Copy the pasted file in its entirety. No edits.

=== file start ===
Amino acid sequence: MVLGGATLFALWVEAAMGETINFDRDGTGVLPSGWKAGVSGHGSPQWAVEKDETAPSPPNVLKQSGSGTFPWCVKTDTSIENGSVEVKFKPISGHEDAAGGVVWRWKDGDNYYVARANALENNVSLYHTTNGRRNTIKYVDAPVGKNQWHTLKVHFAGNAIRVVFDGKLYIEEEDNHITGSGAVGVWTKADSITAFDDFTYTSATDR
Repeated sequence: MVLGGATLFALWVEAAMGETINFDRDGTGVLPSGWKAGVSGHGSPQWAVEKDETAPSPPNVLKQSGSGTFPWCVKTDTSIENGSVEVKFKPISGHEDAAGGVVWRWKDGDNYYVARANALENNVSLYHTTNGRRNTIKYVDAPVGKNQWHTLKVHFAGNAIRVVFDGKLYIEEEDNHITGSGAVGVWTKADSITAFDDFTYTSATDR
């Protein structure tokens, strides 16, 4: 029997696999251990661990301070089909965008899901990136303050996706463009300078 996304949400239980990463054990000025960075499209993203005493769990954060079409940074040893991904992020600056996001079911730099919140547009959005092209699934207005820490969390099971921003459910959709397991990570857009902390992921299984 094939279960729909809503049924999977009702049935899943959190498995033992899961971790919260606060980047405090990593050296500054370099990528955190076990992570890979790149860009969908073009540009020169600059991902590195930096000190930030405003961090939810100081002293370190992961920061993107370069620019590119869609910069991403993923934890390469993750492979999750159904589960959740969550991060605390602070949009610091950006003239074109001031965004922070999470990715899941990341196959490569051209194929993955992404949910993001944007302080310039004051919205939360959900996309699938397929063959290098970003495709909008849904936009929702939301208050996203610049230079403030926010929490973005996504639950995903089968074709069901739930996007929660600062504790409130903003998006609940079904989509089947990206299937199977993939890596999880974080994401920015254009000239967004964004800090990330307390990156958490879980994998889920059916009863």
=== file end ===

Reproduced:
Amino acid sequence: MVLGGATLFALWVEAAMGETINFDRDGTGVLPSGWKAGVSGHGSPQWAVEKDETAPSPPNVLKQSGSGTFPWCVKTDTSIENGSVEVKFKPISGHEDAAGGVVWRWKDGDNYYVARANALENNVSLYHTTNGRRNTIKYVDAPVGKNQWHTLKVHFAGNAIRVVFDGKLYIEEEDNHITGSGAVGVWTKADSITAFDDFTYTSATDR
Repeated sequence: MVLGGATLFALWVEAAMGETINFDRDGTGVLPSGWKAGVSGHGSPQWAVEKDETAPSPPNVLKQSGSGTFPWCVKTDTSIENGSVEVKFKPISGHEDAAGGVVWRWKDGDNYYVARANALENNVSLYHTTNGRRNTIKYVDAPVGKNQWHTLKVHFAGNAIRVVFDGKLYIEEEDNHITGSGAVGVWTKADSITAFDDFTYTSATDR
């Protein structure tokens, strides 16, 4: 029997696999251990661990301070089909965008899901990136303050996706463009300078 996304949400239980990463054990000025960075499209993203005493769990954060079409940074040893991904992020600056996001079911730099919140547009959005092209699934207005820490969390099971921003459910959709397991990570857009902390992921299984 094939279960729909809503049924999977009702049935899943959190498995033992899961971790919260606060980047405090990593050296500054370099990528955190076990992570890979790149860009969908073009540009020169600059991902590195930096000190930030405003961090939810100081002293370190992961920061993107370069620019590119869609910069991403993923934890390469993750492979999750159904589960959740969550991060605390602070949009610091950006003239074109001031965004922070999470990715899941990341196959490569051209194929993955992404949910993001944007302080310039004051919205939360959900996309699938397929063959290098970003495709909008849904936009929702939301208050996203610049230079403030926010929490973005996504639950995903089968074709069901739930996007929660600062504790409130903003998006609940079904989509089947990206299937199977993939890596999880974080994401920015254009000239967004964004800090990330307390990156958490879980994998889920059916009863």